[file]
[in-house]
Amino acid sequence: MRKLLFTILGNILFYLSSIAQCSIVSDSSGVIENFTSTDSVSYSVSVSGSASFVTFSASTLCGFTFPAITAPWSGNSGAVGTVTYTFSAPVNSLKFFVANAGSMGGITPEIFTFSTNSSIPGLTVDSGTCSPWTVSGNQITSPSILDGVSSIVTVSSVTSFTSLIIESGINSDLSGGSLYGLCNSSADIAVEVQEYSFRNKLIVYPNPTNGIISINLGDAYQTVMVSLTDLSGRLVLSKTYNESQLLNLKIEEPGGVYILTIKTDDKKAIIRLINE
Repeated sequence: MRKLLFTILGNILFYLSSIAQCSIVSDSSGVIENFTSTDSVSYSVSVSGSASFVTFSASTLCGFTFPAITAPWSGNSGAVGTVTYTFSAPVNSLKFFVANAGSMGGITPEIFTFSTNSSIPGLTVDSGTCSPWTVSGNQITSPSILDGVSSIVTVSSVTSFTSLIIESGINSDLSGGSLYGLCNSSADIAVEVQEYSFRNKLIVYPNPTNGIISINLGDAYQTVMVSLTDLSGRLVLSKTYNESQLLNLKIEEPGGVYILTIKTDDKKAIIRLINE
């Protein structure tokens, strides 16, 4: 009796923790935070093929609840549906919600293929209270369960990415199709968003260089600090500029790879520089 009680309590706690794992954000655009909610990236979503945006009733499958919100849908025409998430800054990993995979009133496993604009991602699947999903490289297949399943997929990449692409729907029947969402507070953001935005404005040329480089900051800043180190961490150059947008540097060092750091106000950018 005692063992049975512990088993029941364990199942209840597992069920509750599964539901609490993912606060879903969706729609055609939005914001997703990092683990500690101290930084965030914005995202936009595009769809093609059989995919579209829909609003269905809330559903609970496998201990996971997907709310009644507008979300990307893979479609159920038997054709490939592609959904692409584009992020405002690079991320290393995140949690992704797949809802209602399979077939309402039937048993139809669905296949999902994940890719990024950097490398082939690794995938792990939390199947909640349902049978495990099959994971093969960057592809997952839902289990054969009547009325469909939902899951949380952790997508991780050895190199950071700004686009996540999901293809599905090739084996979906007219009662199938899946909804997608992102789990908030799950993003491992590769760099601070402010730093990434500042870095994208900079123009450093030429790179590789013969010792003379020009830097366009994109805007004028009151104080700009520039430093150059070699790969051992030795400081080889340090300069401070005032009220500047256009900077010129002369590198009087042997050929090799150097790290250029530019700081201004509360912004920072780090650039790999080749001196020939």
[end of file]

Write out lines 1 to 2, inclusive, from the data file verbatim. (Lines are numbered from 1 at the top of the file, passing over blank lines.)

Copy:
[in-house]
Amino acid sequence: MRKLLFTILGNILFYLSSIAQCSIVSDSSGVIENFTSTDSVSYSVSVSGSASFVTFSASTLCGFTFPAITAPWSGNSGAVGTVTYTFSAPVNSLKFFVANAGSMGGITPEIFTFSTNSSIPGLTVDSGTCSPWTVSGNQITSPSILDGVSSIVTVSSVTSFTSLIIESGINSDLSGGSLYGLCNSSADIAVEVQEYSFRNKLIVYPNPTNGIISINLGDAYQTVMVSLTDLSGRLVLSKTYNESQLLNLKIEEPGGVYILTIKTDDKKAIIRLINE